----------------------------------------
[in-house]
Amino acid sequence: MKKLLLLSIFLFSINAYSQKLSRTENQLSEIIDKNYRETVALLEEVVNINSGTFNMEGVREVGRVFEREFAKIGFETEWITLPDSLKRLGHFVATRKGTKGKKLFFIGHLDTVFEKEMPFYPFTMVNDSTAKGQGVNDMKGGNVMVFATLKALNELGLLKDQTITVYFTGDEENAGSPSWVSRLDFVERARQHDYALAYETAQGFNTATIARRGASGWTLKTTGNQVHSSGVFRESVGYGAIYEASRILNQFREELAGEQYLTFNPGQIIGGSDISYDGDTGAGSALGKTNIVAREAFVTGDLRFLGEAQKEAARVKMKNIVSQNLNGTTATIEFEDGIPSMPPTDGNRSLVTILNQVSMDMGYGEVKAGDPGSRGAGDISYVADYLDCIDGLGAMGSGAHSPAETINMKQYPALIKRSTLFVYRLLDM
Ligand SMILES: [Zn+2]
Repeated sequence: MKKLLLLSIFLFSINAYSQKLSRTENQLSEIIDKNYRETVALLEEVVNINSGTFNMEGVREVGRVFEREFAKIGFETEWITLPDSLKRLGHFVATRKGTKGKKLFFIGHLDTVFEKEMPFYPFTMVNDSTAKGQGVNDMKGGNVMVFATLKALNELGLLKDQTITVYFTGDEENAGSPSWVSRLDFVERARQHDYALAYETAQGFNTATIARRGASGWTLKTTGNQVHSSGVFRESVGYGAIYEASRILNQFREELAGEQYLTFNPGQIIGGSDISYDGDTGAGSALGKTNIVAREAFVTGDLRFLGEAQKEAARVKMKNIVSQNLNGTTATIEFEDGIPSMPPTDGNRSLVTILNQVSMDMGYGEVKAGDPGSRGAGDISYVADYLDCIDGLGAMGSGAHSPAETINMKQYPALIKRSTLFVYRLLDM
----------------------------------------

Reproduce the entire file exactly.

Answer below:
[in-house]
Amino acid sequence: MKKLLLLSIFLFSINAYSQKLSRTENQLSEIIDKNYRETVALLEEVVNINSGTFNMEGVREVGRVFEREFAKIGFETEWITLPDSLKRLGHFVATRKGTKGKKLFFIGHLDTVFEKEMPFYPFTMVNDSTAKGQGVNDMKGGNVMVFATLKALNELGLLKDQTITVYFTGDEENAGSPSWVSRLDFVERARQHDYALAYETAQGFNTATIARRGASGWTLKTTGNQVHSSGVFRESVGYGAIYEASRILNQFREELAGEQYLTFNPGQIIGGSDISYDGDTGAGSALGKTNIVAREAFVTGDLRFLGEAQKEAARVKMKNIVSQNLNGTTATIEFEDGIPSMPPTDGNRSLVTILNQVSMDMGYGEVKAGDPGSRGAGDISYVADYLDCIDGLGAMGSGAHSPAETINMKQYPALIKRSTLFVYRLLDM
Ligand SMILES: [Zn+2]
Repeated sequence: MKKLLLLSIFLFSINAYSQKLSRTENQLSEIIDKNYRETVALLEEVVNINSGTFNMEGVREVGRVFEREFAKIGFETEWITLPDSLKRLGHFVATRKGTKGKKLFFIGHLDTVFEKEMPFYPFTMVNDSTAKGQGVNDMKGGNVMVFATLKALNELGLLKDQTITVYFTGDEENAGSPSWVSRLDFVERARQHDYALAYETAQGFNTATIARRGASGWTLKTTGNQVHSSGVFRESVGYGAIYEASRILNQFREELAGEQYLTFNPGQIIGGSDISYDGDTGAGSALGKTNIVAREAFVTGDLRFLGEAQKEAARVKMKNIVSQNLNGTTATIEFEDGIPSMPPTDGNRSLVTILNQVSMDMGYGEVKAGDPGSRGAGDISYVADYLDCIDGLGAMGSGAHSPAETINMKQYPALIKRSTLFVYRLLDM